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A review of initial surgical management for patients with urolithiasis has identified an association between urologist self-referral and an increased likelihood of undergoing computed tomography imaging and extracorporeal shock wave lithotripsy (ESWL) compared with non-self-referring physicians.
Nashville, TN-A review of initial surgical management for patients with urolithiasis has identified an association between urologist self-referral and an increased likelihood of undergoing computed tomography imaging and extracorporeal shock wave lithotripsy (ESWL) compared with non-self-referring physicians.
Understanding the impact of health care delivery systems on practice patterns is essential for developing health care policy changes that support best practice and for enabling urologists to succeed in the new value-based health care environment, according to first author Matthew J. Resnick, MD, MPH.
To that end, Dr. Resnick and colleagues at Vanderbilt University, Nashville, TN, undertook a study to examine relationships between urologist self-referral, in which a physician is presumed to have a financial interest in performing a test or service, for advanced imaging and surgical treatment for urinary stone disease.
Using data from the Medicare 5% Standard Analytic Files for the years 2009 and 2010, their analyses showed patients treated by self-referring urologists were more likely to undergo CT imaging than patients managed by non-self-referring physicians. Interestingly, the study also found that patients treated by self-referring urologists were less likely to undergo surgical treatment for their stone disease. However, when patients did receive treatment, it was more likely to be with ESWL than either ureteroscopy or ureteral stenting.
“The precise reasons for the association of being treated by a self-referring urologist and being more likely to undergo ESWL remain largely unknown, and cannot be determined from the available data. Co-ownership of both imaging modalities and ESWL equipment is one possibility, although it is equally possible that access to ESWL is enhanced in settings in which self-referral is more prevalent,” said Dr. Resnick, assistant professor of urologic surgery and health policy at Vanderbilt.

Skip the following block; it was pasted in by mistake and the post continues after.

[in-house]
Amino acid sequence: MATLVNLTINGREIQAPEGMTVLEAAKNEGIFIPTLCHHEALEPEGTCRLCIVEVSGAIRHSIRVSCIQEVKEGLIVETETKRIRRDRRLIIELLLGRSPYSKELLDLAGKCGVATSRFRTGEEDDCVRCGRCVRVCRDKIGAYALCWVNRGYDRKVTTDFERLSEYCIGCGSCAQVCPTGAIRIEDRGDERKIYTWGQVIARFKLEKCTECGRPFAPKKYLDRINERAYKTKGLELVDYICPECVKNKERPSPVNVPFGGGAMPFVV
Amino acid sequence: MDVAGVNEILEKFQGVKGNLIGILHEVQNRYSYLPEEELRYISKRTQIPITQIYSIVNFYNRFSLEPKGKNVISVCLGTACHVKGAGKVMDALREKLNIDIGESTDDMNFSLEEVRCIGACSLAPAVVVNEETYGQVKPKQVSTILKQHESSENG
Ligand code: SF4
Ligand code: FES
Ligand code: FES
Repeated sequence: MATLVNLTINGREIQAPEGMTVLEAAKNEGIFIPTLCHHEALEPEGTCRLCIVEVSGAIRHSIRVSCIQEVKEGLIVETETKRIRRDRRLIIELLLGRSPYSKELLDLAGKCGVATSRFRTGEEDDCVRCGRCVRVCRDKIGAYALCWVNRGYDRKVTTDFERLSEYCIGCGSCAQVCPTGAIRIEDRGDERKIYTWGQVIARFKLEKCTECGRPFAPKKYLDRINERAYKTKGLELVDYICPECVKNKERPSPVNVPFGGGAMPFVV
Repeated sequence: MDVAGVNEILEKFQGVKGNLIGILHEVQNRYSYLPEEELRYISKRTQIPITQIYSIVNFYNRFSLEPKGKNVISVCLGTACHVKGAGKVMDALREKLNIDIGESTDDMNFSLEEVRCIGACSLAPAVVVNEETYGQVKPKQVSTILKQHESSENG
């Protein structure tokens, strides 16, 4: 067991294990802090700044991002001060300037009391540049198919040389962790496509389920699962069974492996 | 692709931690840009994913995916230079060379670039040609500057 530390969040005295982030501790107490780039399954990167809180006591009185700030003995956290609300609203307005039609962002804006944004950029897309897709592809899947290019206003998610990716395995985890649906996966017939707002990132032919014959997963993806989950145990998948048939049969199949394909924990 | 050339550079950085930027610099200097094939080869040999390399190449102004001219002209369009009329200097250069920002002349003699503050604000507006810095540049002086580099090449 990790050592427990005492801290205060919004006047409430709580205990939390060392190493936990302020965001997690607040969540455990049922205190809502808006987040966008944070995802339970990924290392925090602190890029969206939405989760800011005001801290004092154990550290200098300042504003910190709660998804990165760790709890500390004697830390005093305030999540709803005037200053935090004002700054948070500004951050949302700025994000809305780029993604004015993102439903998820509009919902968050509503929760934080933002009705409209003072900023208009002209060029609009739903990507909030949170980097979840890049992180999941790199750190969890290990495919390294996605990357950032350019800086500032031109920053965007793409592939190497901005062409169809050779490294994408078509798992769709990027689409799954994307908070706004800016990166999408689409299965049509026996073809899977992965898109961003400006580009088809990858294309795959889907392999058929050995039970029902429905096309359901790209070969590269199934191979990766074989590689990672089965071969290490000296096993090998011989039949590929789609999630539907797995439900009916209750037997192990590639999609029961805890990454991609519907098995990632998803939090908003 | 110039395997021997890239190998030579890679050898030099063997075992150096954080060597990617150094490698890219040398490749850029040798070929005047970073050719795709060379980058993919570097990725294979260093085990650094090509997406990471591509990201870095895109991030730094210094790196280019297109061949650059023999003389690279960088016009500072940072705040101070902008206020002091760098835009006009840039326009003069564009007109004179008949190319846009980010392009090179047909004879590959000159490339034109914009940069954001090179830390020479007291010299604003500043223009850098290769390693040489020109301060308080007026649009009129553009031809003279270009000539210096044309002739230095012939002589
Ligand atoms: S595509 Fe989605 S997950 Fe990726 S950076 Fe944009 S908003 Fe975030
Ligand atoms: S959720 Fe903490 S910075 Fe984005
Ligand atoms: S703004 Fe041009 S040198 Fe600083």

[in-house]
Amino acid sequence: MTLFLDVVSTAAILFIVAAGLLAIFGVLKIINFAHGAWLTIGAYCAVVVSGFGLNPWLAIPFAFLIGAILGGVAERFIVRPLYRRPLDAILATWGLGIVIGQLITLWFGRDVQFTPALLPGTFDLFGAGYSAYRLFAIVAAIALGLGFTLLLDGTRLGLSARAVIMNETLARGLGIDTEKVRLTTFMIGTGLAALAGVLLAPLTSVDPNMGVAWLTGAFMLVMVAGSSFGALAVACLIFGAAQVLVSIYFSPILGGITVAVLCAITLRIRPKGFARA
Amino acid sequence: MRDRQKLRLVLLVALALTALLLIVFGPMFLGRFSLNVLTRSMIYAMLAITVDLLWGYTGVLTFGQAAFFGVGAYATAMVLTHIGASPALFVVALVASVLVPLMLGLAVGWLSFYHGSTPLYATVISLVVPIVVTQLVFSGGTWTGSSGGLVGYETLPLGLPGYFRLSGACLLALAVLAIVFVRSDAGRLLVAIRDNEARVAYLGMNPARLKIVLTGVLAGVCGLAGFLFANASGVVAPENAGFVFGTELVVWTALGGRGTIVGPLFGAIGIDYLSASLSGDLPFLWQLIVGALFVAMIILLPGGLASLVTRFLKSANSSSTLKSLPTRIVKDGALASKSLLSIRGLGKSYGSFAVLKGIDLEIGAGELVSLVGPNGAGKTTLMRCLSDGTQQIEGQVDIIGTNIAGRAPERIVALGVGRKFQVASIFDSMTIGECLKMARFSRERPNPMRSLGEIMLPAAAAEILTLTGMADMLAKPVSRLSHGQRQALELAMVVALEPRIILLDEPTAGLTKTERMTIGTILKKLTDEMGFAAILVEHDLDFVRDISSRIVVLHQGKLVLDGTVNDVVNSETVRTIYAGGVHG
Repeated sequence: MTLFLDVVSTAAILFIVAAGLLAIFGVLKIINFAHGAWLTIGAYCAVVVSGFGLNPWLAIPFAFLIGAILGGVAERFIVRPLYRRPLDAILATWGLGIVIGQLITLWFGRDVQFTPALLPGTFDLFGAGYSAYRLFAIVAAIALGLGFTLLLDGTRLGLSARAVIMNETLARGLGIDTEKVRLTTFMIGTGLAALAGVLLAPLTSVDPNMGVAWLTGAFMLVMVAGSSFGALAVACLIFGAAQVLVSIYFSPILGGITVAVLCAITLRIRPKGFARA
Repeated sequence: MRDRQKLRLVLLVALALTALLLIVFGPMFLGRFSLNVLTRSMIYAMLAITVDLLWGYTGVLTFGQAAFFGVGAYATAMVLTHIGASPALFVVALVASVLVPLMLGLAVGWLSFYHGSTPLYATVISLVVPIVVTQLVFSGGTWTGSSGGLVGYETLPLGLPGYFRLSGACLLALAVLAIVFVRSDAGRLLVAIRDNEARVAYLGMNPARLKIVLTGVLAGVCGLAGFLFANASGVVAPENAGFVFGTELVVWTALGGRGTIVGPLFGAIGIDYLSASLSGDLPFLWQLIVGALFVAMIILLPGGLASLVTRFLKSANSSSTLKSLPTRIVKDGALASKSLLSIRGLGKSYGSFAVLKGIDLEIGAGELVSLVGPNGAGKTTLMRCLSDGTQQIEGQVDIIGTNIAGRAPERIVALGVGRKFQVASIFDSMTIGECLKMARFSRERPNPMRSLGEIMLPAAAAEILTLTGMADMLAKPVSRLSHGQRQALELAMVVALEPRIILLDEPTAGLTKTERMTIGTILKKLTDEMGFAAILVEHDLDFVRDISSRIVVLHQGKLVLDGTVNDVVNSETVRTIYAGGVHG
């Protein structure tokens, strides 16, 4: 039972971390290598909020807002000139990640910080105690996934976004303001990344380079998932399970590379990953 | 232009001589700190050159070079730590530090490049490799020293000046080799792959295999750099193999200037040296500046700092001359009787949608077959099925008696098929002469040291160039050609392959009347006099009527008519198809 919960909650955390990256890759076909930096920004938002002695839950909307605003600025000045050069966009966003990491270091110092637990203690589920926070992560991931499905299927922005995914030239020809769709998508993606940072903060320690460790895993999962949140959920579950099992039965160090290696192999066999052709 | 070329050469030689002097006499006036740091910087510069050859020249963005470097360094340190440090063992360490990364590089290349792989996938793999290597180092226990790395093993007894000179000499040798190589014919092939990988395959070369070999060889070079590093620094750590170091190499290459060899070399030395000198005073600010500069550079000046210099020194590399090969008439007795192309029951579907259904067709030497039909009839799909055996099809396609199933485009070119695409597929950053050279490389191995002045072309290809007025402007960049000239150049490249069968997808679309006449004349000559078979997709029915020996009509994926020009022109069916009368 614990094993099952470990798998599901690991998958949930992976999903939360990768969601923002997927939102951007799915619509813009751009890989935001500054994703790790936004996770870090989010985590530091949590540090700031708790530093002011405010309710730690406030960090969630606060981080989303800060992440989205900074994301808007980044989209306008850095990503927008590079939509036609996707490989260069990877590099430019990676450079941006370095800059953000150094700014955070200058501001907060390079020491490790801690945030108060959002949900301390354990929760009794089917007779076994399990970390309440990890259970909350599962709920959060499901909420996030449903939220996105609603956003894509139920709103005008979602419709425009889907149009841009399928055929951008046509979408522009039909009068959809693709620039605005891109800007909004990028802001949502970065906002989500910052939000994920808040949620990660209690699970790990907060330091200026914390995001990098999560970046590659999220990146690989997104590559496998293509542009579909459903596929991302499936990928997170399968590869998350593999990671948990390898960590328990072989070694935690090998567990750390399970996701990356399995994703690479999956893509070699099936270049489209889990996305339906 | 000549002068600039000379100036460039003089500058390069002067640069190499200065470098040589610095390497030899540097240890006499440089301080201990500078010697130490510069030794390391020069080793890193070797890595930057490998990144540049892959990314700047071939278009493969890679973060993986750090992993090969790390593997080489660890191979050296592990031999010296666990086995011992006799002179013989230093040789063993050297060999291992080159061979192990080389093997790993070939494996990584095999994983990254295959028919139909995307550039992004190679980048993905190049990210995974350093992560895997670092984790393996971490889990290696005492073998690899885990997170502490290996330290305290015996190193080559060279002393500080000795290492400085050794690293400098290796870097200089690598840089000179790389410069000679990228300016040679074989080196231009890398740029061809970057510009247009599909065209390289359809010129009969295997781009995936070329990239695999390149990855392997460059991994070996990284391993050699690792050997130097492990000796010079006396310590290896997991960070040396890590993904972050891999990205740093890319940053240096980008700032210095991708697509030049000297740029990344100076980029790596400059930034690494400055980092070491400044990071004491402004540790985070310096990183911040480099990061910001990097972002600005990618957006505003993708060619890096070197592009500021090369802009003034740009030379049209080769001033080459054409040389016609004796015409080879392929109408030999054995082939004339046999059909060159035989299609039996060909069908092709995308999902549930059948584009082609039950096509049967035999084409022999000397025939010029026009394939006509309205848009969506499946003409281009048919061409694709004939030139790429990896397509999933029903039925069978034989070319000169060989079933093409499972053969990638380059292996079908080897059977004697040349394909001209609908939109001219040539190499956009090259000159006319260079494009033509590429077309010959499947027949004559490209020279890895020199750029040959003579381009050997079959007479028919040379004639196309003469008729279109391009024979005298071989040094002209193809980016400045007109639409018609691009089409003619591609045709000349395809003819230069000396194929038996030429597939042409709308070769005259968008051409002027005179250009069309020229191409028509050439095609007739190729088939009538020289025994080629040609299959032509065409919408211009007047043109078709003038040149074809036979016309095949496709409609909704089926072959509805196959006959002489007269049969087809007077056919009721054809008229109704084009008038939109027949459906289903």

“The overarching purpose of this work, however, is not to condemn co-ownership. Rather, the aim is to evaluate the possible positives and negatives from a data-driven standpoint, and on that basis, try to determine how ownership of ancillary services fits into the 21st century value-based health care environment.”
The study, which was presented at the AUA annual meeting in Orlando, FL, identified 23,836 episodes of care for urinary stone disease that involved 18,196 patients, of whom 3,673 (15.4%) underwent at least one surgical treatment. Providers were categorized into the following four groups based on the number of CT claims they referred and performed themselves during the study period: non-self-referring (0), low (1-4), moderate (5-9), and high (10+).
Self-referral status as a predictor for surgical treatment with ureteral stents, ureteroscopy, and ESWL was investigated using multivariable logistic regression analysis and using patients managed by non-self-referring urologists as the reference group.
The results showed that patients receiving care from high-frequency self-referring urologists were 1.55 times more likely to undergo ESWL. There were trends for patients treated by high-frequency self-referring urologists to have a lower risk of undergoing ureteroscopy or ureteral stenting, but they did not achieve statistical significance.
Speaking to the strengths of the study, Dr. Resnick identified its population-based design, large sample size, and the comprehensive nature of the claims that could be ascertained per patient. Its major limitation relates to the lack of clinical granularity of the data, he told Urology Times.
“Unfortunately, Medicare claims data includes very little granular clinical information such as data on stone size, location, and patient symptoms that could help to determine the appropriateness of imaging and/or intervention. Therefore, we are forced to assume that patients do not distribute themselves based upon their urologist’s self-referral status, which may or may not be the case,” said Dr. Resnick.
The discussion following Dr. Resnick’s presentation brought to the fore the debate about whether self-referral has potential benefits that can outweigh the cost implications of the practice. For example, it was noted that the trend identified in the study for a dose-dependent, inverse relationship between self-referral category and risk of treatment suggests that the increased use of imaging might have a cost benefit by leading to increased utilization of expectant management of smaller stones.
Dr. Resnick stated that the cost of self-referred imaging performed in a urologist’s office might be lower than imaging done at a hospital outpatient center, and he cited experience with in-office nuclear stress testing as an example to show how changes in reimbursement policy for diagnostic testing can have an unintended negative result.
“Medicare’s reduction in payment for in-office nuclear stress testing had little impact on utilization, but shifted these services from the relatively low-cost office setting to the higher-cost hospital-based setting, potentially increasing the overall cost associated with stress testing,” he explained.
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